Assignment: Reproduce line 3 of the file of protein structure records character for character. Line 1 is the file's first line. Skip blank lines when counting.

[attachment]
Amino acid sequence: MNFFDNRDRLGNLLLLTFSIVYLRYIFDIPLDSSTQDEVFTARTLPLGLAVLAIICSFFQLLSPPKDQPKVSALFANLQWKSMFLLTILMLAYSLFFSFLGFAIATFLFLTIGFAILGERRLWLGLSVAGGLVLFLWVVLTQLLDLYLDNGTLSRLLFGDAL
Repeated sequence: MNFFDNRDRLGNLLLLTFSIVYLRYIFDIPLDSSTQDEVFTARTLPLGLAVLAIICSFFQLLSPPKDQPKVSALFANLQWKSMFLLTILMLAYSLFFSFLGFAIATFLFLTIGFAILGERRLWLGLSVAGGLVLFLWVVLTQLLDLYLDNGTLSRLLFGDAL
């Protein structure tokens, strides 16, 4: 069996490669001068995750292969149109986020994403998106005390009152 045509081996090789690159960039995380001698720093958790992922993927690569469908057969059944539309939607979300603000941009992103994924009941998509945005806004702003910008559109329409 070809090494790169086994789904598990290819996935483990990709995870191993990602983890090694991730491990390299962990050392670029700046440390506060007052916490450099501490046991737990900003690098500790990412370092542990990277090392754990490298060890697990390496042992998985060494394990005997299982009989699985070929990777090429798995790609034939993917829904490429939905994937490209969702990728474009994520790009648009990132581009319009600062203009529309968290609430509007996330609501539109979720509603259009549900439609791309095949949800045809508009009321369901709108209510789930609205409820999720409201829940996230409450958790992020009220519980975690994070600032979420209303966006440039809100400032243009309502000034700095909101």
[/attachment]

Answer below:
């Protein structure tokens, strides 16, 4: 069996490669001068995750292969149109986020994403998106005390009152 045509081996090789690159960039995380001698720093958790992922993927690569469908057969059944539309939607979300603000941009992103994924009941998509945005806004702003910008559109329409 070809090494790169086994789904598990290819996935483990990709995870191993990602983890090694991730491990390299962990050392670029700046440390506060007052916490450099501490046991737990900003690098500790990412370092542990990277090392754990490298060890697990390496042992998985060494394990005997299982009989699985070929990777090429798995790609034939993917829904490429939905994937490209969702990728474009994520790009648009990132581009319009600062203009529309968290609430509007996330609501539109979720509603259009549900439609791309095949949800045809508009009321369901709108209510789930609205409820999720409201829940996230409450958790992020009220519980975690994070600032979420209303966006440039809100400032243009309502000034700095909101």